Houston Criminal Law Blog

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The High Cost of Bail in Harris County

Article: Judges leery of no cost personal bonds

The State criminal courts of Harris County, Texas have some of the most strict bond conditions in the State. According to the article linked above, Houston allows far fewer personal bonds than other large counties like Travis, Bexar, Dallas, or Tarrant County. This results in a very high cost to the jail system in Harris County. In fact, over half of the people incarcerated in the Harris County Jail are there because they couldn’t post bond. These are individuals who are presumptively innocent who simply could not afford to pay the amount of jail to get out.

This was not always the case, and it used to be common practice to hold examining trials to determine probable cause and set bonds in criminal cases in Harris county. Now, with the direct filing system utilized by the Harris County District Attorney and the Harris County District Clerk it is much easier and quicker to set a bond at a presumptive amount, depriving a defendant of his or her ability to make a plea for a personal bond.

Here’s another twist: many Harris County and District courts will only allow appointed attorneys on a case of a person who is incarcerated. That means that once a defendant posts bond, they lose their attorney and must go out and hire their own. This puts many court-appointed attorneys in an awkward conflict. Their client may be entitled to a pretrial or personal bond, but they won’t make the motion or have a hearing to reduce the bond because then they would lose the income from being appointed on the case.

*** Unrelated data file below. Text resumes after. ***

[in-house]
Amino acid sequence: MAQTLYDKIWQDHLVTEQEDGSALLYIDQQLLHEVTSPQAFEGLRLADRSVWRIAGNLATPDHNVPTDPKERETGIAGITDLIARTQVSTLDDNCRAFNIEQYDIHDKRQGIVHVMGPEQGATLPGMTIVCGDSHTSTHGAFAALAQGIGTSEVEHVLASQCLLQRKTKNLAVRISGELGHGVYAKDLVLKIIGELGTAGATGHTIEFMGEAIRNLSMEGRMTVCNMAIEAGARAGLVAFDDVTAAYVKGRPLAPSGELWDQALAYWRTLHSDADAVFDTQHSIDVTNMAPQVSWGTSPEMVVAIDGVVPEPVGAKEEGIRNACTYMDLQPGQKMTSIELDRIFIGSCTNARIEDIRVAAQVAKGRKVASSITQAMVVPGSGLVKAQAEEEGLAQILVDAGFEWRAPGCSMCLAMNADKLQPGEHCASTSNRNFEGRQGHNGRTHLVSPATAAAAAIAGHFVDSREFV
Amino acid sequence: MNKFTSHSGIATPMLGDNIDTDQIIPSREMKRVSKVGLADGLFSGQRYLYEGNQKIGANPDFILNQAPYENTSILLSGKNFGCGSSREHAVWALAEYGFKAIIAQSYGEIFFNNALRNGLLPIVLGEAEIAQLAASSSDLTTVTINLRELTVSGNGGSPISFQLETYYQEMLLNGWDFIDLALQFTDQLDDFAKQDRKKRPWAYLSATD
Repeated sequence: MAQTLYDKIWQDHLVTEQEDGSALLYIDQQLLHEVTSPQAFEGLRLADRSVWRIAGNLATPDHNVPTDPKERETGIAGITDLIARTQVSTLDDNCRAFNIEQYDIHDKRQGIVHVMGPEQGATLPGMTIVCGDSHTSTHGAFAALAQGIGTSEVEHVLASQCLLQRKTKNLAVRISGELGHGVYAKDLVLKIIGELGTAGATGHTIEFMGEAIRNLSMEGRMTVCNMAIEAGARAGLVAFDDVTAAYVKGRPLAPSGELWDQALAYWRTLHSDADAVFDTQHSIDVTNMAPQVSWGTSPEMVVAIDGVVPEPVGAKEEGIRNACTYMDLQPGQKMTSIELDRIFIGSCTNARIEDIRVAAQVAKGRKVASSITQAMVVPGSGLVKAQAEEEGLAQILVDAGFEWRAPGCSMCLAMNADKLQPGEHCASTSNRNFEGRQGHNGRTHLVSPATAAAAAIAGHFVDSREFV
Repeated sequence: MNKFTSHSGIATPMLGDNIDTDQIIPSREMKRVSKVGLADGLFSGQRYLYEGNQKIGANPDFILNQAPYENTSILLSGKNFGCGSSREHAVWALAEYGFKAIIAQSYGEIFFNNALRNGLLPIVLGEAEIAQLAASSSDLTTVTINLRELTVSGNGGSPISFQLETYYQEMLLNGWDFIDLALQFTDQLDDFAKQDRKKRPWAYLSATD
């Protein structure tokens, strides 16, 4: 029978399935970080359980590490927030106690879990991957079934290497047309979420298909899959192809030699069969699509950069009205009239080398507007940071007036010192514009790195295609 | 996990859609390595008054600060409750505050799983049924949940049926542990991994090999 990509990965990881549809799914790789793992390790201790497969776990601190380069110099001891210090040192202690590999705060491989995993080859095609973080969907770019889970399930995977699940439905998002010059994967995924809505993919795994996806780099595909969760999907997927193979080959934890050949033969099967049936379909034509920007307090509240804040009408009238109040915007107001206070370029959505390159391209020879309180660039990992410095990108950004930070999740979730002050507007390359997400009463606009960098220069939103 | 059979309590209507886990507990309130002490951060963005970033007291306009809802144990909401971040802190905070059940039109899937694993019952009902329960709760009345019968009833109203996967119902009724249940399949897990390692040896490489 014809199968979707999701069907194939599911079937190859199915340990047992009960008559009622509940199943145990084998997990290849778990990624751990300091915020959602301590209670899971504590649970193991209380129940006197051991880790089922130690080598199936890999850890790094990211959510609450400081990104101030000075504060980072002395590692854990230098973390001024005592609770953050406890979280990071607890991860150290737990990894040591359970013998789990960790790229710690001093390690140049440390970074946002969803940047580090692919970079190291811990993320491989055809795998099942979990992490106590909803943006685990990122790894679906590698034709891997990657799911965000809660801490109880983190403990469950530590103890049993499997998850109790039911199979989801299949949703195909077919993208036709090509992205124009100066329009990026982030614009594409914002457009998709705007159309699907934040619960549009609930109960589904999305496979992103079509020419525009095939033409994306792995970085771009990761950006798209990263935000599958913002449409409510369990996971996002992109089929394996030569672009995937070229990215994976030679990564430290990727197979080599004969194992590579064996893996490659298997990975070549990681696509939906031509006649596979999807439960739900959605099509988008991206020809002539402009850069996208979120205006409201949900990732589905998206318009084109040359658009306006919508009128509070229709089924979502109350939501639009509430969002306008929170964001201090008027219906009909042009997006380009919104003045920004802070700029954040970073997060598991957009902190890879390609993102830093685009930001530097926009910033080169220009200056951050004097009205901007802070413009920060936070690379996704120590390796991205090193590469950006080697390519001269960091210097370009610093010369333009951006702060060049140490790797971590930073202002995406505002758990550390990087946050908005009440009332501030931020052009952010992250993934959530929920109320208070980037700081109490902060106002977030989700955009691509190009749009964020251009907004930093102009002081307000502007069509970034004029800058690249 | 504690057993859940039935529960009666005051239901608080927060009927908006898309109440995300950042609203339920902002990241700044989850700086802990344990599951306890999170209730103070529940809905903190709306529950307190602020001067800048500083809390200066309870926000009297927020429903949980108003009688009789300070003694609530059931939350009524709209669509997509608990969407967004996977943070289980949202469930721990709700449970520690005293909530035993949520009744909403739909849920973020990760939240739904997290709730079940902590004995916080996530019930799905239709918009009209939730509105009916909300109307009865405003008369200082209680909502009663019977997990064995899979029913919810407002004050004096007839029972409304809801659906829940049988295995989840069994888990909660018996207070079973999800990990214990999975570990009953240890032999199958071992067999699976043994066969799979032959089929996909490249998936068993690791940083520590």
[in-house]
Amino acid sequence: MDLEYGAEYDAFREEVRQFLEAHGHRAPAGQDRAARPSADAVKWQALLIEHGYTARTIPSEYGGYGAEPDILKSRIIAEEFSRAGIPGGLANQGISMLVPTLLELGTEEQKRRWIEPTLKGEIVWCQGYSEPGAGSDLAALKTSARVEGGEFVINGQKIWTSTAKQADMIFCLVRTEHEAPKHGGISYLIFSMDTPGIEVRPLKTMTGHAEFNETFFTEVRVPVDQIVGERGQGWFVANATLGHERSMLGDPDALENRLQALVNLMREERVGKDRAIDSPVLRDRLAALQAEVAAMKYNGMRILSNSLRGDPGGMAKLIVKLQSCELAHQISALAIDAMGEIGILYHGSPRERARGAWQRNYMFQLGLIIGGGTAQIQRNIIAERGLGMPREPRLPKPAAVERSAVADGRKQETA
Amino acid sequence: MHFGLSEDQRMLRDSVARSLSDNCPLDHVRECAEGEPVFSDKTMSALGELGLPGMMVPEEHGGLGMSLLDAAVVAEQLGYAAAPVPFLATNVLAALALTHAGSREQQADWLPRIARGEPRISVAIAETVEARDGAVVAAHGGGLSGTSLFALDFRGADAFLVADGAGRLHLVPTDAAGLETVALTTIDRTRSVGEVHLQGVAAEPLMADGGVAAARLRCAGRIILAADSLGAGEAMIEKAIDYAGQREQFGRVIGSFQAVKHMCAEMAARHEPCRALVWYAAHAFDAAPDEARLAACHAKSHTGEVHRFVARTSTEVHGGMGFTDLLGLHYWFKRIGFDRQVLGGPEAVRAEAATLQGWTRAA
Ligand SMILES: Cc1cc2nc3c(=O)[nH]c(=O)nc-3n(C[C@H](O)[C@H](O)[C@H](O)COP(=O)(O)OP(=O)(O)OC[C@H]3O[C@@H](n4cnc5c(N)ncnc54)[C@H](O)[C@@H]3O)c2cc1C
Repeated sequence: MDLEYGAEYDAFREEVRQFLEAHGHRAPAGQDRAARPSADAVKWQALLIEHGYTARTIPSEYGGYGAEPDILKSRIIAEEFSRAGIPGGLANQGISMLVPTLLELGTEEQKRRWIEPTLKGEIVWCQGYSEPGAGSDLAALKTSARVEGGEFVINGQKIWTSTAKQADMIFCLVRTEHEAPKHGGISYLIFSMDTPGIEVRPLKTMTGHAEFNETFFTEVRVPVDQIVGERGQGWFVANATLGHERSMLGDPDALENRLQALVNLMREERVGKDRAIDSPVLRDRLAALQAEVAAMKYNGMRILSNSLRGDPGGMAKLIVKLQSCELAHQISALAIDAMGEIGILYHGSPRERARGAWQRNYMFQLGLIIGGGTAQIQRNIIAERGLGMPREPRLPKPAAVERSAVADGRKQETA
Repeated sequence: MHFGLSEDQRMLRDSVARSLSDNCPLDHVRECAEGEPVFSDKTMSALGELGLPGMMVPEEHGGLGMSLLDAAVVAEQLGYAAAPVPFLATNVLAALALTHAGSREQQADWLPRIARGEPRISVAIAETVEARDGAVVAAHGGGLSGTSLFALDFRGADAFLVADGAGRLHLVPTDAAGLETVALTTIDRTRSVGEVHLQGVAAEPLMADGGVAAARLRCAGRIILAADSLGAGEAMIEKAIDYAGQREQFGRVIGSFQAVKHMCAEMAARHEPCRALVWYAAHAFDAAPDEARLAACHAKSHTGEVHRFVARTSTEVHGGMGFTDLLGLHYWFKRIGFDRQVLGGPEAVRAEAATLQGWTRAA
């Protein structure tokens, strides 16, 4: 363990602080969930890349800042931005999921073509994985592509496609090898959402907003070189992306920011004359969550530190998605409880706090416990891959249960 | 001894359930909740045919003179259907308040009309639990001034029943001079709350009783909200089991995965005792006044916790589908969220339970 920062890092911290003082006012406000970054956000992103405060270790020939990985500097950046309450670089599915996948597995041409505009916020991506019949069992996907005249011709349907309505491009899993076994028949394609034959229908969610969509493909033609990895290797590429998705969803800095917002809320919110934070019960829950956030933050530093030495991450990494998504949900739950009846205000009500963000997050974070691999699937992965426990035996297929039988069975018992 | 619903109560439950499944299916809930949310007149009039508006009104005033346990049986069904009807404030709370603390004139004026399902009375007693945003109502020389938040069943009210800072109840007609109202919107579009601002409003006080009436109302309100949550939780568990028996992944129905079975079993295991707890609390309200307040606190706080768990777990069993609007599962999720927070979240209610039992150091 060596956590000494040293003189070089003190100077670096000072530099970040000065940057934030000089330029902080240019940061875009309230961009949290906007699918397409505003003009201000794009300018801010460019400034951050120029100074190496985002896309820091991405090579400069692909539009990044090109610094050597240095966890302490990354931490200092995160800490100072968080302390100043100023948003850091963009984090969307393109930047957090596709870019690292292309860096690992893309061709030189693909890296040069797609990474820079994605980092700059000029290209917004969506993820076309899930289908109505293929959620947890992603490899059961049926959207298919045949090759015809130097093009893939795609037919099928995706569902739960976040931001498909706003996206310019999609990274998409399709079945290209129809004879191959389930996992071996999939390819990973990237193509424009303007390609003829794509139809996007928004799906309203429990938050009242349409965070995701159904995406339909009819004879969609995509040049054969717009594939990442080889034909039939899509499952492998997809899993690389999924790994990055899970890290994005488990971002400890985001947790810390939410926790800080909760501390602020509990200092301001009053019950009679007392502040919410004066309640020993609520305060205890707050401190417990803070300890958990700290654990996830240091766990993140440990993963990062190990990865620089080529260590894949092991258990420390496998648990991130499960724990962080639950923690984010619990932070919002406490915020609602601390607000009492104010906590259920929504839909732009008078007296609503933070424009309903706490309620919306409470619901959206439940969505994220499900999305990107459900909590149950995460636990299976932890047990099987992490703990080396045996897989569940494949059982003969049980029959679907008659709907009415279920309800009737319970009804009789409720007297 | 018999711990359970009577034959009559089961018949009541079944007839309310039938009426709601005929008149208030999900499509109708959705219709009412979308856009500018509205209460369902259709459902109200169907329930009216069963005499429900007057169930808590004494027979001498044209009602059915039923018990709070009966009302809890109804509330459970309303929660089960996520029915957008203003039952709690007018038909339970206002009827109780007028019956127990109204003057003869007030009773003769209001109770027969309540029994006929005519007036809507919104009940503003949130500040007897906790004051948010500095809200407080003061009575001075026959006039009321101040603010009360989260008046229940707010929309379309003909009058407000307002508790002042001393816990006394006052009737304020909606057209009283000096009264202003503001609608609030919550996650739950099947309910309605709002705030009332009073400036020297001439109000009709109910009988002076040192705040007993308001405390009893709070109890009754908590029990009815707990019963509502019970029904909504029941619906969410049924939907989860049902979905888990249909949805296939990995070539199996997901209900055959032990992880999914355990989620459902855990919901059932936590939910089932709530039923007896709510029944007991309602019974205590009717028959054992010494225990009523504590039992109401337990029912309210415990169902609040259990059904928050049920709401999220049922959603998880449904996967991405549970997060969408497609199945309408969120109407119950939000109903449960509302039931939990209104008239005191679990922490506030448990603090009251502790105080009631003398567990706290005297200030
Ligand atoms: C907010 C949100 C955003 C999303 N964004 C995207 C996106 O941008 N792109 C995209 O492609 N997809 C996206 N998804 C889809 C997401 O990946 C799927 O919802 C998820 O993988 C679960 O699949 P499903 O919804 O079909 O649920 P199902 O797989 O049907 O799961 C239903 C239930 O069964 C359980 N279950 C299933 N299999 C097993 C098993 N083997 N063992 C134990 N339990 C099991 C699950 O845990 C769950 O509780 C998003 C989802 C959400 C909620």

The bond system works rather well in other counties that have much less strict bond restrictions than Harris County. However, Harris County refuses to set reasonable standards when considering people for personal bonds.This does not mean that you cannot get a personal or a pretrial bond after a judge or a magistrate issues a surety  (bail bondsman) bond. However, your attorney will have to make a motion under article 17.15 of the Texas Code of Criminal Procedure. Courts may set the hearing on such a motion off for a few days, and in the meantime the defendant will be sitting in jail awaiting the court’s decision.

Texans have a right to a reasonable bond, which is only supposed ensure attendance at court dates. If you or a loved one has been arrested for a crime you need an attorney that will aggressively fight for all of your rights under the law.

Contact the Law Offices of The Law Office of Matthew D. Sharp today at (713) 868-6100 for a free consultation regarding being arrested for a crime anywhere in Texas.

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